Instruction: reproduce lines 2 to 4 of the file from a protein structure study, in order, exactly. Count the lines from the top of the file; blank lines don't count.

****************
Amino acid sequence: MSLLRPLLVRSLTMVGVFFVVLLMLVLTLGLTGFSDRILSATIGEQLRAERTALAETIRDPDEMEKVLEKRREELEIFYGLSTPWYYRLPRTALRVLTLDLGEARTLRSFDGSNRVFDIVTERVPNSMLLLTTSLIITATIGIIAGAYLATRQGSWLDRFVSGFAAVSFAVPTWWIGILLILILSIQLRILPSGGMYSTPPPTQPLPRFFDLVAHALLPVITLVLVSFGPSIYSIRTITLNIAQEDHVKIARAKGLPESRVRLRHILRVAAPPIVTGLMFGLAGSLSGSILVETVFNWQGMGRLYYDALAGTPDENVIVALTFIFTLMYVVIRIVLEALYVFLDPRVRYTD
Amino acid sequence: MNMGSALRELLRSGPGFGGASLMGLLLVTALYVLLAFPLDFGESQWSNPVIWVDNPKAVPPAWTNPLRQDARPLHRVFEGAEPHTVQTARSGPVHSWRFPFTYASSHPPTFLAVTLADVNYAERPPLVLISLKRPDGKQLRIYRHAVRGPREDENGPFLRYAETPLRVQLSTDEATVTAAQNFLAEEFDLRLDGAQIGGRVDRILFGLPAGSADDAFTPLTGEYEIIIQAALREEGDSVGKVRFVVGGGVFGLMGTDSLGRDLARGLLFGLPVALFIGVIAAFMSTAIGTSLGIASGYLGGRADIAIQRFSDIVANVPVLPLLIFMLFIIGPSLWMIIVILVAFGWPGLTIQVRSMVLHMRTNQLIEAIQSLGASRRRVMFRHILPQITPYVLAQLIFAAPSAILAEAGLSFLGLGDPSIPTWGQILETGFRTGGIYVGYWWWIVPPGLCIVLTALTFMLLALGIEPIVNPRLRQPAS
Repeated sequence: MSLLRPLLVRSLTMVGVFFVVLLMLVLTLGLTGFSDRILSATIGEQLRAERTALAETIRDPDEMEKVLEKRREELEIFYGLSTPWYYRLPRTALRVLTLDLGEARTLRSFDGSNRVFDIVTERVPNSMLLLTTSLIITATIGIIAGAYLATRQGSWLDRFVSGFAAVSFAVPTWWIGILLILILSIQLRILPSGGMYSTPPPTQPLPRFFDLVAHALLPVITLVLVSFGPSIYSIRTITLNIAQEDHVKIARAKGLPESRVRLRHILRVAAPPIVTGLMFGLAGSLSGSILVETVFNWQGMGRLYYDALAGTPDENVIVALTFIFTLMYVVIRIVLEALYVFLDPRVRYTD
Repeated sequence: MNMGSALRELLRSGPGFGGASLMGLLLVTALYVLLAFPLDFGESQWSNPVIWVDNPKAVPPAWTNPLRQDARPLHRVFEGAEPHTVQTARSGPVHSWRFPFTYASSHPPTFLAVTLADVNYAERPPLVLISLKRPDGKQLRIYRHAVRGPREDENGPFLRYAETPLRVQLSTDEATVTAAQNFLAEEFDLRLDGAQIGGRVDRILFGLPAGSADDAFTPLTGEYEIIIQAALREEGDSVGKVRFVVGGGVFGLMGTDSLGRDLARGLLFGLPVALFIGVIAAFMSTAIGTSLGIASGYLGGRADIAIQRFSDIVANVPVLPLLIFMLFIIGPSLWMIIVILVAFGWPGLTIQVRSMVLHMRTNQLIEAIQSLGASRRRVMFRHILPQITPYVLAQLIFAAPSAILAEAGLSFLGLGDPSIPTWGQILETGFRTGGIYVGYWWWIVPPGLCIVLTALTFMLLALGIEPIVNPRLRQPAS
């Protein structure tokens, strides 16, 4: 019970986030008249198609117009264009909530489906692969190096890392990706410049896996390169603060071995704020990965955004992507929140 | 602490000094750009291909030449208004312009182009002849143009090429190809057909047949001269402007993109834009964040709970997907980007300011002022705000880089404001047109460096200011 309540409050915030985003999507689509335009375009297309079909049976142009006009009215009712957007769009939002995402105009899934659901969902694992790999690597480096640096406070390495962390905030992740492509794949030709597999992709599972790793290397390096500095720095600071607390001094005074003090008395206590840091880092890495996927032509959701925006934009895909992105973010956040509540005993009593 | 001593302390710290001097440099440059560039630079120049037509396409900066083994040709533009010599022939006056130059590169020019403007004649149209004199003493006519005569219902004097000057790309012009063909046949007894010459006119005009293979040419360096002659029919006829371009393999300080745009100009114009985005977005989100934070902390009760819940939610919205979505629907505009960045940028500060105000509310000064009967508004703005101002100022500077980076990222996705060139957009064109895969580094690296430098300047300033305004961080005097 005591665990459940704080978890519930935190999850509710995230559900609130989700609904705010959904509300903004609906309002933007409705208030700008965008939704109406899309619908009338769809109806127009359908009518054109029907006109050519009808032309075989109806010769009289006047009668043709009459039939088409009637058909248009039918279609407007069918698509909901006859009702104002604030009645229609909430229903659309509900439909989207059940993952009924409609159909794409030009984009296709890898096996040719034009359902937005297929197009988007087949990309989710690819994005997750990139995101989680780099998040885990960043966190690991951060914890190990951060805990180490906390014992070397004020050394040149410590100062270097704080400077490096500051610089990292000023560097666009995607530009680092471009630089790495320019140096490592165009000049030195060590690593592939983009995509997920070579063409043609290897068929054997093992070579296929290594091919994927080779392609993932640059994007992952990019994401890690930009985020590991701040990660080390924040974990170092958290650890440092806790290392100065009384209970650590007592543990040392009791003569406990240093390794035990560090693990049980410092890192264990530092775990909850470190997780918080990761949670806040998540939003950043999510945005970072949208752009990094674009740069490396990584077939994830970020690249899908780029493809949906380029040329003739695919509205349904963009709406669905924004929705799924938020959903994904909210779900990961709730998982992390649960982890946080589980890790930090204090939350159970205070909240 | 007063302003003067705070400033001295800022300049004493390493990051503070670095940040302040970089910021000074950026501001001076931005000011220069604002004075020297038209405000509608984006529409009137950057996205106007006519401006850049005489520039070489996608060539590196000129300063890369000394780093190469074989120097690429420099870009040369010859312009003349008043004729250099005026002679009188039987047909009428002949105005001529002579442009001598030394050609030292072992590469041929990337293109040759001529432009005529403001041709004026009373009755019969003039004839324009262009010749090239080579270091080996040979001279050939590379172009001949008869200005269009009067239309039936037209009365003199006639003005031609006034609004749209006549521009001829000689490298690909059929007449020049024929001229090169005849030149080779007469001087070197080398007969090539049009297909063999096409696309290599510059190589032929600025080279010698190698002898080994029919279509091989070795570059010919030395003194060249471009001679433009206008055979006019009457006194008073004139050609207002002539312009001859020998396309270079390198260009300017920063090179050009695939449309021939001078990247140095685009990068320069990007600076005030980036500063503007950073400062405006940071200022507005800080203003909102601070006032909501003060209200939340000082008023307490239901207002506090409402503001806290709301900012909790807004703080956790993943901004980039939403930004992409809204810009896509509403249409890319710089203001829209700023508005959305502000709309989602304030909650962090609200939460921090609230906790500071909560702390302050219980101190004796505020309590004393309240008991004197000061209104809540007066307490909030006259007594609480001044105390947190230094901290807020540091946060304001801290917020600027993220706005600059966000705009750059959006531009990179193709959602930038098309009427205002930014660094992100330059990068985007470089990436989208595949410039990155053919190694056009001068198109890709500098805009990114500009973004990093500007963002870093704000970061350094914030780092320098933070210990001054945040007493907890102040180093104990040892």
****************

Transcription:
Amino acid sequence: MNMGSALRELLRSGPGFGGASLMGLLLVTALYVLLAFPLDFGESQWSNPVIWVDNPKAVPPAWTNPLRQDARPLHRVFEGAEPHTVQTARSGPVHSWRFPFTYASSHPPTFLAVTLADVNYAERPPLVLISLKRPDGKQLRIYRHAVRGPREDENGPFLRYAETPLRVQLSTDEATVTAAQNFLAEEFDLRLDGAQIGGRVDRILFGLPAGSADDAFTPLTGEYEIIIQAALREEGDSVGKVRFVVGGGVFGLMGTDSLGRDLARGLLFGLPVALFIGVIAAFMSTAIGTSLGIASGYLGGRADIAIQRFSDIVANVPVLPLLIFMLFIIGPSLWMIIVILVAFGWPGLTIQVRSMVLHMRTNQLIEAIQSLGASRRRVMFRHILPQITPYVLAQLIFAAPSAILAEAGLSFLGLGDPSIPTWGQILETGFRTGGIYVGYWWWIVPPGLCIVLTALTFMLLALGIEPIVNPRLRQPAS
Repeated sequence: MSLLRPLLVRSLTMVGVFFVVLLMLVLTLGLTGFSDRILSATIGEQLRAERTALAETIRDPDEMEKVLEKRREELEIFYGLSTPWYYRLPRTALRVLTLDLGEARTLRSFDGSNRVFDIVTERVPNSMLLLTTSLIITATIGIIAGAYLATRQGSWLDRFVSGFAAVSFAVPTWWIGILLILILSIQLRILPSGGMYSTPPPTQPLPRFFDLVAHALLPVITLVLVSFGPSIYSIRTITLNIAQEDHVKIARAKGLPESRVRLRHILRVAAPPIVTGLMFGLAGSLSGSILVETVFNWQGMGRLYYDALAGTPDENVIVALTFIFTLMYVVIRIVLEALYVFLDPRVRYTD
Repeated sequence: MNMGSALRELLRSGPGFGGASLMGLLLVTALYVLLAFPLDFGESQWSNPVIWVDNPKAVPPAWTNPLRQDARPLHRVFEGAEPHTVQTARSGPVHSWRFPFTYASSHPPTFLAVTLADVNYAERPPLVLISLKRPDGKQLRIYRHAVRGPREDENGPFLRYAETPLRVQLSTDEATVTAAQNFLAEEFDLRLDGAQIGGRVDRILFGLPAGSADDAFTPLTGEYEIIIQAALREEGDSVGKVRFVVGGGVFGLMGTDSLGRDLARGLLFGLPVALFIGVIAAFMSTAIGTSLGIASGYLGGRADIAIQRFSDIVANVPVLPLLIFMLFIIGPSLWMIIVILVAFGWPGLTIQVRSMVLHMRTNQLIEAIQSLGASRRRVMFRHILPQITPYVLAQLIFAAPSAILAEAGLSFLGLGDPSIPTWGQILETGFRTGGIYVGYWWWIVPPGLCIVLTALTFMLLALGIEPIVNPRLRQPAS